People in rural areas rate their local convenience store as their number one most essential service, in addition to the service that overall has the most positive impact on their local area, according to new research from ACS.
The organisation’s Rural Shops report 2020, published today, outlines the crucial role that rural shops play in people’s daily lives as job creators, service providers and social hubs.
Findings from the report show that the UK’s 16,986 rural shops continue to provide around 146,000 local, flexible and secure jobs. Almost a third of colleagues say they rely on the flexibility to fit their job around childcare commitments or caring for other family members, while jobs in rural shops also offer the security of the guaranteed hours and pay that does not come with gig economy jobs.
The report states that rural shops generated over £15bn in sales over the last year, contributing around £3.3bn in GVA, while more than half (53%) of rural shops operate with no other retail/service businesses close by. Rural consumers report that the most valuable services offered in their local convenience store are cash machines, post offices and fresh food to go.
As part of the launch of the 2020 Rural Shop Report, ACS has also raised concerns about the impact of a recent decline in the number of free to use ATMs in the UK – and the particular significance of this in rural areas. As many as 45% of rural shops provide a free to use cash machine for local customers, and ACS has called on the Chancellor to use the Budget on 11 March as an opportunity to take free to use ATMs out of the rating list altogether, as well as considering further action to stop the cuts to interchange fees that are paid by the banks to ATM operators.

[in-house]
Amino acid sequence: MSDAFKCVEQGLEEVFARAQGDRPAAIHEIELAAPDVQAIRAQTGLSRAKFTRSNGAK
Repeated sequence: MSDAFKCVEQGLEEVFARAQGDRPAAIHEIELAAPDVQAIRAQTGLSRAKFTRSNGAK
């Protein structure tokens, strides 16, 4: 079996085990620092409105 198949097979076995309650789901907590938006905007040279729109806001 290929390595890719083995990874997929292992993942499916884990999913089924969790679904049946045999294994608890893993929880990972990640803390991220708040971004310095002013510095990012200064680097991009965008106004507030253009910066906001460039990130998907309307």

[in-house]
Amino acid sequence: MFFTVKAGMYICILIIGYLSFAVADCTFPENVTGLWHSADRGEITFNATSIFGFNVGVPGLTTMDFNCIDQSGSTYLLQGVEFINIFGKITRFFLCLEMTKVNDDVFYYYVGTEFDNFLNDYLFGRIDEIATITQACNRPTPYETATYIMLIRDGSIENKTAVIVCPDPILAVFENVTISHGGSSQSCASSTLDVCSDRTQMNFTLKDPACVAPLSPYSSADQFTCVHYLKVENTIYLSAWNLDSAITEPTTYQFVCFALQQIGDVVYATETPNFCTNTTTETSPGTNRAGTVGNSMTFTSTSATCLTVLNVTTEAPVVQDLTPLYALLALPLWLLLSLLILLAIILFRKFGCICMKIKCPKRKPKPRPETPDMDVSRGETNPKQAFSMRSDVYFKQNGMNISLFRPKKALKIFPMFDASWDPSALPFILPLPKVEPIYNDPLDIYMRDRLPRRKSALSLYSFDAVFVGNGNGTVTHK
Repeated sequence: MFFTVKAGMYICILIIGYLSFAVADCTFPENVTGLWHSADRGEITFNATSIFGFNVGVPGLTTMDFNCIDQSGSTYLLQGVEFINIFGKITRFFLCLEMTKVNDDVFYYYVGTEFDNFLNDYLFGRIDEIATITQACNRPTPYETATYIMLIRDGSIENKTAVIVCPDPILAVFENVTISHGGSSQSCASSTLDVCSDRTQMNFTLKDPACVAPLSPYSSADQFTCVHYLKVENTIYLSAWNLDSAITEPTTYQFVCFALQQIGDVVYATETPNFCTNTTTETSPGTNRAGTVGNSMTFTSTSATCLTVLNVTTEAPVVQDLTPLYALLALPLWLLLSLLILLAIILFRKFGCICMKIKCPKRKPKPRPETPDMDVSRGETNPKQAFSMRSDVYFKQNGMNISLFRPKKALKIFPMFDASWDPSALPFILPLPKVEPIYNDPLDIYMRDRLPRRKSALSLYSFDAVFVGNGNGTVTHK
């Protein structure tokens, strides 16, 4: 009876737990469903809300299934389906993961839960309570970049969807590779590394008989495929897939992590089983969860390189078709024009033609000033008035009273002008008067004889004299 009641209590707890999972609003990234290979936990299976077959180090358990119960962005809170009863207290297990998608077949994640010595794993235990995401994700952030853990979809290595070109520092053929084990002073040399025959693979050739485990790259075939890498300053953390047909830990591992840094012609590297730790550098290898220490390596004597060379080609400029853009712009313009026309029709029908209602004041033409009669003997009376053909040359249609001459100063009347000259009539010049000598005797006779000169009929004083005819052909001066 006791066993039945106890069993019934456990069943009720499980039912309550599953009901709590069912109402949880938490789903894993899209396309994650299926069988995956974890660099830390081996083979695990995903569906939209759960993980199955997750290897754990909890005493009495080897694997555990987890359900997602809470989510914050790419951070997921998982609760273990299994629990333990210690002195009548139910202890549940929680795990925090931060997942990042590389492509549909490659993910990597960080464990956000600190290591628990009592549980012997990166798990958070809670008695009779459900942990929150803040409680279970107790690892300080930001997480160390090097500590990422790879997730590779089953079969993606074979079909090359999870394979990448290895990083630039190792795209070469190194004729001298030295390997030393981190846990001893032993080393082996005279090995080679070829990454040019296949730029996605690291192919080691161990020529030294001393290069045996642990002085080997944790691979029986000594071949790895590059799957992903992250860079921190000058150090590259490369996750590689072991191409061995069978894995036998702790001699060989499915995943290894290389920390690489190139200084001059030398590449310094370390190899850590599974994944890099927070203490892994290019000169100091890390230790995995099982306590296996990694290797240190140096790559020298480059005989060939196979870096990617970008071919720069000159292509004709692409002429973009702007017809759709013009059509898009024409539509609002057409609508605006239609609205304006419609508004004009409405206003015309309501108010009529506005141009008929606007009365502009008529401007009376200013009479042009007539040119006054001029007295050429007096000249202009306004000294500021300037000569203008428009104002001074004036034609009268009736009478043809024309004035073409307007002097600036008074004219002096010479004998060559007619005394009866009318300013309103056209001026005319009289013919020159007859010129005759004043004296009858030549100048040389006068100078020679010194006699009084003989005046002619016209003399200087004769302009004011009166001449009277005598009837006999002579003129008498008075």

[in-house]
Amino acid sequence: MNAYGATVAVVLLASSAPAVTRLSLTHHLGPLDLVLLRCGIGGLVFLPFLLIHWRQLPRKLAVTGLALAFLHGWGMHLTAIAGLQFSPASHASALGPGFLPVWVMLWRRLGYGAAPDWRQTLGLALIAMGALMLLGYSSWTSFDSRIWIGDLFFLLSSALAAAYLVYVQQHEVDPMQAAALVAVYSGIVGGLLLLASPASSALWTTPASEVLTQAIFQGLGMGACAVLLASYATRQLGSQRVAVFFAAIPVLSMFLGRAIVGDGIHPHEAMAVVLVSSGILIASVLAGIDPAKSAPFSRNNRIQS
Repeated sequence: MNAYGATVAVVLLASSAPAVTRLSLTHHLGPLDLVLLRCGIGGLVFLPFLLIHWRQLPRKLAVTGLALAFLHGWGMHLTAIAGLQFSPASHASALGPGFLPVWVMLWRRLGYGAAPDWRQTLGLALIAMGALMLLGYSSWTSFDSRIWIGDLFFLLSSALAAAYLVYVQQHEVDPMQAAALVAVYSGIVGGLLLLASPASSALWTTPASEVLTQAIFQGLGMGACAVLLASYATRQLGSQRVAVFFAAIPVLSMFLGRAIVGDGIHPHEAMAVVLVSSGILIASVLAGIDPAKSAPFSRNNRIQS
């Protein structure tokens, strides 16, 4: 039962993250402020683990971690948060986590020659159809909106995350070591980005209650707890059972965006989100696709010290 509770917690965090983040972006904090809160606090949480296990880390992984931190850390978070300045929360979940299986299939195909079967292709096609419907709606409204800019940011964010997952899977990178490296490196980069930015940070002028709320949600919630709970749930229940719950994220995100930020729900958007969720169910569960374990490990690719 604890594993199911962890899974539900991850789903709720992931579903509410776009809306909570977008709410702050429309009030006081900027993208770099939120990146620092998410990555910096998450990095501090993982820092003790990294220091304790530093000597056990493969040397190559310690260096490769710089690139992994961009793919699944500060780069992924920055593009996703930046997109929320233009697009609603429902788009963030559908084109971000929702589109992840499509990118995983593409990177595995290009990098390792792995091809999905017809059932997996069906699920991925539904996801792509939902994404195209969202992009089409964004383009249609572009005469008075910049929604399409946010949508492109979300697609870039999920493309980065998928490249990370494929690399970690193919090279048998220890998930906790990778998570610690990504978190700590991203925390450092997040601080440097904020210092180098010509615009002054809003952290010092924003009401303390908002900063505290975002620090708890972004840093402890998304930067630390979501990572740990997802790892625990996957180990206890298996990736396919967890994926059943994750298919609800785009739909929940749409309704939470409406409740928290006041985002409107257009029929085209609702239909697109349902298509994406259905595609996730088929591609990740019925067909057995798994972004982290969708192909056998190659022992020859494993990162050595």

ACS chief executive James Lowman said: “When a rural shop is faced with the loss of a free to use ATM, the impact extends far beyond the business itself. Without a free to use cash machine in their local shop, people in rural areas may not be able to get access to their money without travelling several miles, often a near impossibility for those without access to a car or reliable public transport, and the other local businesses like market stalls, window cleaners, laundromats that still rely on cash are likely to suffer as a result. It is crucial that we protect access to cash in isolated communities.”
Lowman continued: “The UK’s rural shops provide a lifeline for hundreds of thousands of people, not just through the provision of everyday essentials and a range of services, but also by providing secure local jobs in otherwise isolated communities. They do all of this despite facing an uphill battle to gain access to decent broadband speeds and reliable mobile connectivity, and if they have a cash machine on the premises, to keep that machine free to use for customers. If this Government is committed to levelling up the UK economy, it must include plans to level the playing field for our rural shops.”
Scott Mann MP, who hosted the official parliamentary reception, said: “Rural shops are a vital lifeline for their communities. As well as providing food and other essential services, in many ways they are the eyes and ears of rural life, looking after the elderly and the vulnerable in the comminities they serve.”